The results of response characteristics i.e. material removal rate (MRR), and flaring diameter (FD) which were obtained in accordance of BBDOEs were analyzed in Minitab16 through response surface methodology (RSM), developed the mathematical model to find-out the best-fit of correlation between the two responses of the machined component with the input parameters such as air pressure (P), stand-off distance (SOD), abrasive temperature (T) and grain size (GS). Regression equations in the second order (i.e. quadratic model) for the each response (MRR and FD) are presented by: (1) (2)

To avoid the misleading conclusion, statistical analysis is performed for the proposed RSM models (MRR and FD) by employing ANOVA in order to check their adequacy and validity, as shown in Table 3. The estimate F-value of the model for MRR and FD are 12.13 and 7.94, respectively which shows the excellent significance of model because of lower magnitude of F-table value (4.75) at 95% of confidence level. Moreover, it can be clearly seen that the developed quadratic models are statistically significant as the P (probability) value is under 0.05. Particularly, the model developed using RSM for material removal rate and flaring diameter explain the R2 values (i.e. co-efficient of determination) of 0.93 and 0.9 respectively, which are very close to unity (1) ensuring the excellent fit for the model with greater statistical significance. Finally, normal probability plot combined with Anderson-Darling test for MRR and FD are shown in Figure 2, which ensures that the residuals distributed fairly close to a straight line indicating that the errors are dispersed normally and specifying that the terms associated with the model are significant. With p-value (0.35 for MRR and 0.41 in case of FD) received from Anderson-Darling test is greater than significance level value (0.05), which confirms the adequacy of model due to no possible reason was found for the rejection of null-hypothesis. Thus the developed RSM models can be successfully employed as objective function for GA-based optimization.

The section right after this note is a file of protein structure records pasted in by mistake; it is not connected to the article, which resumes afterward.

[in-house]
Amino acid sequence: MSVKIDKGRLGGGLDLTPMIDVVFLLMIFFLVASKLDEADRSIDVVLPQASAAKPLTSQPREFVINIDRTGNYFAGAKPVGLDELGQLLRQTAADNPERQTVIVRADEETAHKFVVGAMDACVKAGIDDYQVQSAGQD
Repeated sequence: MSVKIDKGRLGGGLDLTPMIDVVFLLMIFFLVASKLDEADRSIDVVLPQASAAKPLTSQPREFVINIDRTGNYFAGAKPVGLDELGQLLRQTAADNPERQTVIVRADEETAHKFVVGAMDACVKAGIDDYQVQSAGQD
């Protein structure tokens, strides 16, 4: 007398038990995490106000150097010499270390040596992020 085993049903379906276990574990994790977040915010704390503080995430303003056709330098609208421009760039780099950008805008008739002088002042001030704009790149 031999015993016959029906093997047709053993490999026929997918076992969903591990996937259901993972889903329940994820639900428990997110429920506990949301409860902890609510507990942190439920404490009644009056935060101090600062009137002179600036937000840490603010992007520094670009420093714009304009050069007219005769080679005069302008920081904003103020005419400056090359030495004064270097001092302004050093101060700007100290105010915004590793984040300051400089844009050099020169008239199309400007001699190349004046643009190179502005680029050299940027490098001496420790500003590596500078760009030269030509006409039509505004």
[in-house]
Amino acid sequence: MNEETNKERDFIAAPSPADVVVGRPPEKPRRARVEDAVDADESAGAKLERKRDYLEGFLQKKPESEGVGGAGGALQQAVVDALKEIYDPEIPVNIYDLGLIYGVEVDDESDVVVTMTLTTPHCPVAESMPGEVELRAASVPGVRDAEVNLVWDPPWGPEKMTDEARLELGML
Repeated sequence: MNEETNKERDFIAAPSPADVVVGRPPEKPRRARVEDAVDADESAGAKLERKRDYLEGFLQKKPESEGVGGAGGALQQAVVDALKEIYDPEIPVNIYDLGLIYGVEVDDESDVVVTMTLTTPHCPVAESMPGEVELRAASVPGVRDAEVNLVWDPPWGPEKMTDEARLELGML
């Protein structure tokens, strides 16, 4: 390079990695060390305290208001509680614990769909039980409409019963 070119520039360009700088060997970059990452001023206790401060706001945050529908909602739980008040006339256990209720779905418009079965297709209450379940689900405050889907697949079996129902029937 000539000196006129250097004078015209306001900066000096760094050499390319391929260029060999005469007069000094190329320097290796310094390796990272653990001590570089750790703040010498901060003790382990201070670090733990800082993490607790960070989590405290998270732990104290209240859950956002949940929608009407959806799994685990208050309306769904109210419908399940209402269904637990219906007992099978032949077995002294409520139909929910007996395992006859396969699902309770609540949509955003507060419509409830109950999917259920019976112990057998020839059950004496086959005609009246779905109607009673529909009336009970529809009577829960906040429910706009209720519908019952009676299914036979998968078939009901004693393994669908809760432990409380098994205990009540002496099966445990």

Table 3

Results of ANOVA for response model.

thumbnail Fig. 2

Normal probability plot for MRR and FD.

3.2 Response optimization using GA